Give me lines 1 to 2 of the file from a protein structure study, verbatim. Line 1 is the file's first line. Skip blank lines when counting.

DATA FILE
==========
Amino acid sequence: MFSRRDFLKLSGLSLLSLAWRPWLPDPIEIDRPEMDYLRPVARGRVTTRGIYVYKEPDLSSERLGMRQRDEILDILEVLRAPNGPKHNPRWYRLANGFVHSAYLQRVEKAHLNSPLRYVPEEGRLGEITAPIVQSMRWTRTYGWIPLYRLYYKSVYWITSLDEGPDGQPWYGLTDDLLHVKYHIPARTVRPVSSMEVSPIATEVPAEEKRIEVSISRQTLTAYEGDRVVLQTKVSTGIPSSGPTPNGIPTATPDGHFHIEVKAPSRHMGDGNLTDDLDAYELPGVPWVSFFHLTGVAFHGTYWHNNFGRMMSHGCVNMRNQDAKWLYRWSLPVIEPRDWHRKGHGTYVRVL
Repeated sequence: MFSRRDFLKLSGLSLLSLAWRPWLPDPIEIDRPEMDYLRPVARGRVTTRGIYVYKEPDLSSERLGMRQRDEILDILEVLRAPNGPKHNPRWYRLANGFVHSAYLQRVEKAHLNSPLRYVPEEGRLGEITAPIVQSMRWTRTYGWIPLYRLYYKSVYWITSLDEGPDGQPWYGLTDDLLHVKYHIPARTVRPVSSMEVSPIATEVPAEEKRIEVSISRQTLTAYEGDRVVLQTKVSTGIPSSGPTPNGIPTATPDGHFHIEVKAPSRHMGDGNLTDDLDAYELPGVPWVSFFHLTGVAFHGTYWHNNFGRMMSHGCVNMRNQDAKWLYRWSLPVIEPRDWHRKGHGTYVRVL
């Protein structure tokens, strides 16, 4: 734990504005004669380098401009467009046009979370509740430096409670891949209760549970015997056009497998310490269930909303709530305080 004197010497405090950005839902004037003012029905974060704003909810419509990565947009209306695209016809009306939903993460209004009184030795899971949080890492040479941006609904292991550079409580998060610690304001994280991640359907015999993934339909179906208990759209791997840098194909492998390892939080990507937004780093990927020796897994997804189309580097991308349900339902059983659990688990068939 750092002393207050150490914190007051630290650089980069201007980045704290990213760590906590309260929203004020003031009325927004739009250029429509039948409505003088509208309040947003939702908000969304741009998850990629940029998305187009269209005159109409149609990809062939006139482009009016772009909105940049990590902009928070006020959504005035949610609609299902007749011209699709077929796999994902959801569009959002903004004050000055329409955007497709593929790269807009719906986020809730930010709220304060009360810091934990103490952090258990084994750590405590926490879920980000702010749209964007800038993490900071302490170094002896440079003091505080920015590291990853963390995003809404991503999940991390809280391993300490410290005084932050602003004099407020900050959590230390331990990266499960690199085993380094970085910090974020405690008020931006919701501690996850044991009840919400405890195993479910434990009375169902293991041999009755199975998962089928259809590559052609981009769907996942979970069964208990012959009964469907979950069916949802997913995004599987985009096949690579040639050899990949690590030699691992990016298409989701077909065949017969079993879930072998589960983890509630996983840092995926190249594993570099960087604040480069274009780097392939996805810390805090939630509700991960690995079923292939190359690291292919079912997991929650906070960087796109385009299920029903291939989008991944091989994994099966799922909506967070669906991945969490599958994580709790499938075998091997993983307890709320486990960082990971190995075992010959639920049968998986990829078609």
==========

Amino acid sequence: MFSRRDFLKLSGLSLLSLAWRPWLPDPIEIDRPEMDYLRPVARGRVTTRGIYVYKEPDLSSERLGMRQRDEILDILEVLRAPNGPKHNPRWYRLANGFVHSAYLQRVEKAHLNSPLRYVPEEGRLGEITAPIVQSMRWTRTYGWIPLYRLYYKSVYWITSLDEGPDGQPWYGLTDDLLHVKYHIPARTVRPVSSMEVSPIATEVPAEEKRIEVSISRQTLTAYEGDRVVLQTKVSTGIPSSGPTPNGIPTATPDGHFHIEVKAPSRHMGDGNLTDDLDAYELPGVPWVSFFHLTGVAFHGTYWHNNFGRMMSHGCVNMRNQDAKWLYRWSLPVIEPRDWHRKGHGTYVRVL
Repeated sequence: MFSRRDFLKLSGLSLLSLAWRPWLPDPIEIDRPEMDYLRPVARGRVTTRGIYVYKEPDLSSERLGMRQRDEILDILEVLRAPNGPKHNPRWYRLANGFVHSAYLQRVEKAHLNSPLRYVPEEGRLGEITAPIVQSMRWTRTYGWIPLYRLYYKSVYWITSLDEGPDGQPWYGLTDDLLHVKYHIPARTVRPVSSMEVSPIATEVPAEEKRIEVSISRQTLTAYEGDRVVLQTKVSTGIPSSGPTPNGIPTATPDGHFHIEVKAPSRHMGDGNLTDDLDAYELPGVPWVSFFHLTGVAFHGTYWHNNFGRMMSHGCVNMRNQDAKWLYRWSLPVIEPRDWHRKGHGTYVRVL